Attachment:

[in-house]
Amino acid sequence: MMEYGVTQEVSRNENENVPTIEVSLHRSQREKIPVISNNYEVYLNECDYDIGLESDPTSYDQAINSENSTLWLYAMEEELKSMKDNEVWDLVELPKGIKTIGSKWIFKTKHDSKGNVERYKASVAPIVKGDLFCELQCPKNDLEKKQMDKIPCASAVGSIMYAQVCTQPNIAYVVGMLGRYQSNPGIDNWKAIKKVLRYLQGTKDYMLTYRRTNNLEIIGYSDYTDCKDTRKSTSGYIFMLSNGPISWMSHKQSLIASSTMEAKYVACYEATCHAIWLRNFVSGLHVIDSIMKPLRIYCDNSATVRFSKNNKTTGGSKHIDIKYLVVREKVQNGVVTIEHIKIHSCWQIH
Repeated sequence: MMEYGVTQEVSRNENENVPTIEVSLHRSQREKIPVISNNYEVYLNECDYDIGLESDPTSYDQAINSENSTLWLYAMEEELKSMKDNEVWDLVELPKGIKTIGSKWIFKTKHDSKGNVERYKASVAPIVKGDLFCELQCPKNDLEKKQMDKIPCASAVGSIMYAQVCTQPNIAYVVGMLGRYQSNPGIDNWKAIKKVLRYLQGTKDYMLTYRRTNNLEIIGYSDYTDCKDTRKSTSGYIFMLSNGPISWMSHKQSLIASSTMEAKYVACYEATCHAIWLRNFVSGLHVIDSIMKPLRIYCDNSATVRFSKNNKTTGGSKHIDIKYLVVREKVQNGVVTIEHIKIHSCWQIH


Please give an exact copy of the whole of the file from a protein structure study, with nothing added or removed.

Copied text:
[in-house]
Amino acid sequence: MMEYGVTQEVSRNENENVPTIEVSLHRSQREKIPVISNNYEVYLNECDYDIGLESDPTSYDQAINSENSTLWLYAMEEELKSMKDNEVWDLVELPKGIKTIGSKWIFKTKHDSKGNVERYKASVAPIVKGDLFCELQCPKNDLEKKQMDKIPCASAVGSIMYAQVCTQPNIAYVVGMLGRYQSNPGIDNWKAIKKVLRYLQGTKDYMLTYRRTNNLEIIGYSDYTDCKDTRKSTSGYIFMLSNGPISWMSHKQSLIASSTMEAKYVACYEATCHAIWLRNFVSGLHVIDSIMKPLRIYCDNSATVRFSKNNKTTGGSKHIDIKYLVVREKVQNGVVTIEHIKIHSCWQIH
Repeated sequence: MMEYGVTQEVSRNENENVPTIEVSLHRSQREKIPVISNNYEVYLNECDYDIGLESDPTSYDQAINSENSTLWLYAMEEELKSMKDNEVWDLVELPKGIKTIGSKWIFKTKHDSKGNVERYKASVAPIVKGDLFCELQCPKNDLEKKQMDKIPCASAVGSIMYAQVCTQPNIAYVVGMLGRYQSNPGIDNWKAIKKVLRYLQGTKDYMLTYRRTNNLEIIGYSDYTDCKDTRKSTSGYIFMLSNGPISWMSHKQSLIASSTMEAKYVACYEATCHAIWLRNFVSGLHVIDSIMKPLRIYCDNSATVRFSKNNKTTGGSKHIDIKYLVVREKVQNGVVTIEHIKIHSCWQIH